Carpe Diem Emmie

A Lifestyle, Theatre and Travel Blogger focusing on the Midlands and beyond.

Hi I'm Emmie!

I'm a 28 year old Lifestyle, Theatre + Travel Blogger showcasing the best of the Midlands and Beyond. You’ll find me talking about theatre companies, reviewing shows, showcasing the best of food in the Midlands + discussing books, mental health + other things I enjoy too.

If you're looking for your next theatre trip, somewhere to eat or just want to get some tips then Carpe Diem Emmie is the place for you.

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The Importance of Discussing Mental Health in the Classroom.

It was reported by The Guardian back in April that the 'Mental health of pupils is at crisis point'. A survey conducted by the National Education Union of 8,600 school leaders and support workers reported that 83% of them had witnessed a increase in the number of children with poor mental health within their care, rising to 90% amongst students in colleges. This survey also showed that more than 8 out of 10 teachers said mental health amongst pupils in England has deteriorated in the past two years - there has been a notable rise in the reports of anxiety, self-harm and even cases of suicide. But this doesn't help with inadequate support available in schools. 

Stark information from the National Education Union noted that fewer than half said their school had a counsellor available, 30% of them had been able to access the external specialist support available like NHS child and adolescent mental health services (CAMHS), fewer than 30% had a school nurse and only 12% of the respondents had a "mental health first aider", as favoured by the government. 

It's a really vital time for the government to see the importance of mental health in our schools. 

Someone who is very conscious of this is Jessica from Theatre Tickets and Tea. As part of this week-long series of posts for World Mental Health Day, Jessica takes on this subject matter. She is currently training to be a primary school teacher. 


The wellbeing of children of primary school age is something I’ve always been very passionate about. I’ve worked as a drama teacher in lots of different ways over the last year. I’ve seen kids on good and bad days. I’ve seen the way schools and clubs can be a safe space for kids. Feeling low or anxious is not limited to adults, and it’s becoming more and more obvious that we need to be doing more to champion wellbeing and campaign for mental health support in primary schools. I’m currently training to be a primary school teacher, and so I hear on a daily basis how important it is to look out for the students in my care and do all I can to give them a positive, rounded experience of education. But so many people do not understand that children can experience difficult times too. They can experience all kinds of mental health issues, from anxiety disorders and panic attacks to eating disorders, as well as lots of other conditions. This is why we need to do more.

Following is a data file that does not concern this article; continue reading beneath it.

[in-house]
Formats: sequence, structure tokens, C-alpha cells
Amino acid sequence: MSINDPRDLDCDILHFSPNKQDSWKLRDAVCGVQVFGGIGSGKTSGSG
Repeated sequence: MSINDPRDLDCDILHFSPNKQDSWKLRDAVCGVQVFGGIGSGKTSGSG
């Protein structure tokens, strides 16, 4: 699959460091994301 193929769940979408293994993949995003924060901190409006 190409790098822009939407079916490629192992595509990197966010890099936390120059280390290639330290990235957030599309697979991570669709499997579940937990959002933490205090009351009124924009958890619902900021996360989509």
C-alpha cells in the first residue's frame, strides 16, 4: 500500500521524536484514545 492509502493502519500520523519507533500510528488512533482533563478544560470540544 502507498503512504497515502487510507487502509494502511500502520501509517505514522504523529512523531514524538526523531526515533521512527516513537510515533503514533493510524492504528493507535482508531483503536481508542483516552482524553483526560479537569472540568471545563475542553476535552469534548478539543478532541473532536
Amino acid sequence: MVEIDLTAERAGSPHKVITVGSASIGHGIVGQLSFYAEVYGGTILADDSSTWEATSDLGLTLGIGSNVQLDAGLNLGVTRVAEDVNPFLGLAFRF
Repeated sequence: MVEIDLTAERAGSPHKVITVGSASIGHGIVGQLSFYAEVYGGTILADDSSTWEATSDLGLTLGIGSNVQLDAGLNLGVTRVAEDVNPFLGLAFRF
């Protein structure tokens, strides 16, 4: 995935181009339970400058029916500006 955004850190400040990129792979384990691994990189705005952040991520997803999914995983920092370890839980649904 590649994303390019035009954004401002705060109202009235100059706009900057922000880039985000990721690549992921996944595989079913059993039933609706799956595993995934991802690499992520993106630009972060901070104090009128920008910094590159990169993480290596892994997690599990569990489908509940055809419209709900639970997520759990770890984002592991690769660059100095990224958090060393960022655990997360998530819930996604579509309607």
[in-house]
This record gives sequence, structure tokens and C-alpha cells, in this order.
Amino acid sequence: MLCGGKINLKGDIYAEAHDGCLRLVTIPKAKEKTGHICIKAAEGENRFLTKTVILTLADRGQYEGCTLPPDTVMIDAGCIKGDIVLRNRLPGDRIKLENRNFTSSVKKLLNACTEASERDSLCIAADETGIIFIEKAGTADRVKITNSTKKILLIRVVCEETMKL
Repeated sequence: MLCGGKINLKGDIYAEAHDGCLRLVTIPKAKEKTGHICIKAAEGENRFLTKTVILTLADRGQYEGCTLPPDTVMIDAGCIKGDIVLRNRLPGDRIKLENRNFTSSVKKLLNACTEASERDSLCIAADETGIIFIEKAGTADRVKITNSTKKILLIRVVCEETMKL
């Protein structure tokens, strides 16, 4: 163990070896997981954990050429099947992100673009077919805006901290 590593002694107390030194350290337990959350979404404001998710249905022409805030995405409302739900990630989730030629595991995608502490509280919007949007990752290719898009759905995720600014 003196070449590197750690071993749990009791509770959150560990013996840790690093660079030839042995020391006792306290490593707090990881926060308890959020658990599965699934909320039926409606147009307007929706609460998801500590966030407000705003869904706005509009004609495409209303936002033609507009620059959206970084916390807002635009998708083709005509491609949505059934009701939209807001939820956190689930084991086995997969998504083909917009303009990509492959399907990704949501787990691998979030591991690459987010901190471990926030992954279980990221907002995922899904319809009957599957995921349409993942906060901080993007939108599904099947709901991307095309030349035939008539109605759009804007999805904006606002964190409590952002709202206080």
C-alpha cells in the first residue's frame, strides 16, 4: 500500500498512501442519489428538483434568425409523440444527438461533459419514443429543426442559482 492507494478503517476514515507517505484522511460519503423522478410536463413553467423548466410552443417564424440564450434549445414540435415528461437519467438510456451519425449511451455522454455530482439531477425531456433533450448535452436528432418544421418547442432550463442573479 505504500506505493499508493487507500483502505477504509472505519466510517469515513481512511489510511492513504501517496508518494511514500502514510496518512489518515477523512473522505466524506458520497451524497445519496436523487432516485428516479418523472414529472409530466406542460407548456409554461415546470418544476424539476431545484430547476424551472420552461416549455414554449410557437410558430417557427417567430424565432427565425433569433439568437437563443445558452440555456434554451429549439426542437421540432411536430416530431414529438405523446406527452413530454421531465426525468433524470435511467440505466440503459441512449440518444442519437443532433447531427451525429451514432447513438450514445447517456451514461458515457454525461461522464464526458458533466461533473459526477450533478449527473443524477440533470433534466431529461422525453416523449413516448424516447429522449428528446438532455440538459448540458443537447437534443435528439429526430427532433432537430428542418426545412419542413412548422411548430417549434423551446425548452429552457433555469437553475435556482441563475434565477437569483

Educators and those working in schools should be trusted adults in these kids’ lives, people they can turn to in times of need and feel as though they can open up to. We need to know how to spot signs of children experiencing challenging times and poor mental health. We need to be aware of how we can best support these children and young people and the different organisations we can turn to for further advice.


Schools can get creative; they can pool their resources and create services unique to them. In some settings, it helps to have some kind of room or calm space where children feel they can go to escape the pressure of day to day school life; I’ve known rainbow rooms, full of calming visuals and comfy sofas. I believe every school in the UK should have trained mental health first aiders; this is just as important as having first aiders. If a child falls and grazes their knee, we clean the wound and give them a plaster. We should be offering the same kind of prompt, immediate support for children with worries and difficulties, as we do to those with cuts and bruises. We can reward them for honesty and openness. We can encourage children to recognise what makes them feel happy, or sad, and every emotion in between. We should also be encouraging children to talk about how they feel regularly, so it does not feel alien to discuss their feelings. Bringing literature into schools, like Matt Haig’s The Truth Pixie and Dr Seuss’ Oh the Places You’ll Go are perfect ways to explore thoughts and feelings in an exciting, engaging way – even with young children.

There are lots of ways we can improve mental health services in primary schools, and new ideas are being trialled in primary schools all the time. It goes without saying that NHS services such as CAMHs (Child and Adolescent Mental Health Service) are stretched to the limit, helping as many as they can, but it is often difficult for these organisations to provide all the necessary support. If we can provide support for mental health in schools, we can help alleviate some of the pressure on these services and provide children with an initial point of contact for when they experience any problems.

I truly believe if we can give them a strong, supportive platform early in life, which allows them to openly discuss their emotions and worries, we will be setting them up the next generation of ambassadors for open mental health discussions and peer support networks.

Children are amazing, wonderful and easy to inspire – we can always do more, for them.

One fantastic resource for anybody working in a school or for parents who want to approach their child's school to do more is Mentally Healthy Schools.

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